6 Food and beverage trends to watch for in 2021
As we enter a post-pandemic year (fingers crossed), we’ll be seeing certain food and beverage trends which are based on the new realities of gathering. By definition, a “trend” is simply a general direction in which something is developing or changing, and the keywords here are “developing” and “changing.” While some items on this list are wonderful to see (such as more meatless options), there are other changes that we really hope don’t last forever.
Take a look at these six food and beverage trends for 2021.
More plant-based options
This is a trend that we’ve seen over the past few years — and this year is no different. As climate change continues to be on our collective conscious, vegetarian and/or vegan dishes will be one way of making events more ecologically sustainable. (Plant-based diets are crucial to saving global wildlife, says report.) Destinations with meat-forward cuisine at the heart of their culture (such as Chicago or even us here in Montréal) will continue to innovate and find new ways to highlight locally sourced products. (photo: vegan sushi)
Lunchboxes or table service > buffets
To reduce intermingling, buffets are going to have to sit another year out. A German research study revealed that physically distanced seating arrangements during food and beverage consumption at events is an effective method to reduce transmission of coronavirus. Instead, expect prepackaged food boxes to become the standard for any meeting or event that includes a breakfast or a lunch. (The savviest events will ensure the use of biodegradable food packaging.) For evening events or events with budgets to hire hospitality staff, table service will be the better option.
Food + beverage budgets reduced
Indeed, not all trends are wonderful news. The reality is that many face-to-face events this year will be abridged versions of what they have been in the past. To compensate for smaller budgets, event professionals will need to find ways to reduce costs. Inevitably, food budgets will be affected. The upside is that constraints can actually augment creativity, and catering services will find inventive methods to serve affordable food without compromising premium quality. With great challenge comes great opportunities.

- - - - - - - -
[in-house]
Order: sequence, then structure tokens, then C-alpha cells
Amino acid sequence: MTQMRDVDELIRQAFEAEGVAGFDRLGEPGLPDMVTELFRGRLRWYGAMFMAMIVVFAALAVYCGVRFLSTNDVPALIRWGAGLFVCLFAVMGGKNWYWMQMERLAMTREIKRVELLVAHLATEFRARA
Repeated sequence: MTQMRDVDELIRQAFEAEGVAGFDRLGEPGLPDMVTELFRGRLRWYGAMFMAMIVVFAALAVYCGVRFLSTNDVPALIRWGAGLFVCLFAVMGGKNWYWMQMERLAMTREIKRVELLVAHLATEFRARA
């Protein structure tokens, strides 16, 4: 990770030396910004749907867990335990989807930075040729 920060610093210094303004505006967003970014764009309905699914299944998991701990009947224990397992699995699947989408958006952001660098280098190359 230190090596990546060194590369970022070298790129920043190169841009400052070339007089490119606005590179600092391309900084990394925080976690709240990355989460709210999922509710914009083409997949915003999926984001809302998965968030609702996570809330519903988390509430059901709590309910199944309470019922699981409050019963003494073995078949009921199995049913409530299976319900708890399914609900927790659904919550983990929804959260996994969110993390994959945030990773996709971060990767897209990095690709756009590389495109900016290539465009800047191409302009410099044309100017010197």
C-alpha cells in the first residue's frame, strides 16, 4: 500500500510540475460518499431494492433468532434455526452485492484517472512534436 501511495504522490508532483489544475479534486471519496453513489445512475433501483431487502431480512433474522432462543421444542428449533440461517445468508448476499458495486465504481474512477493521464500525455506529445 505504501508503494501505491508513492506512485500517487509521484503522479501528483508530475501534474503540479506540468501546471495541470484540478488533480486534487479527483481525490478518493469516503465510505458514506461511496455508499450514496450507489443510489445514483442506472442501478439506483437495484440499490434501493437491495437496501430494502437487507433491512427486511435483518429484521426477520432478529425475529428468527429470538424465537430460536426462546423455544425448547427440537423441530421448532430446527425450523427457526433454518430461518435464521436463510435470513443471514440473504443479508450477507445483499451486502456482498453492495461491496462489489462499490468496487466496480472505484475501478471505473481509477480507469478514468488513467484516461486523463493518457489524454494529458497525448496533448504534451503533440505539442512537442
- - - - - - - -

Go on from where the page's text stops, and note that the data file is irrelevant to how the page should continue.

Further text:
The foods we eat play a vital role in keeping our brains healthy, and research suggests that food — at least the right types of food — can even improve specific mental tasks, such as memory and concentration. As it turns out, the best brain foods are the same ones that protect your heart and blood vessels, including the following: green leafy vegetables, fatty fish, berries, certain nuts, and (thank heavens!) coffee.
No more “comfort food,” thanks
In the past decade, we’ve seen an emergence of comfort food and nostalgic dishes. There’s nothing wrong with these foods. We love them. However, people are eager to dine out again, and attendees will rejoice when they are served food that they can’t prepare at home. We’ve had a lot of home time lately — we’re craving exotic meals.
Alcohol is known to limit inhibitions. Unfortunately, we still need a healthy amount of self-restrain at the moment to ensure protocol around limiting the transmission of viruses. Many event organizers will opt for booze-free events simply because it makes sense from a liability perspective. This doesn’t mean events will be boring. There are plenty of non-alcoholic beverage options to add flavour and sophistication to a gathering.
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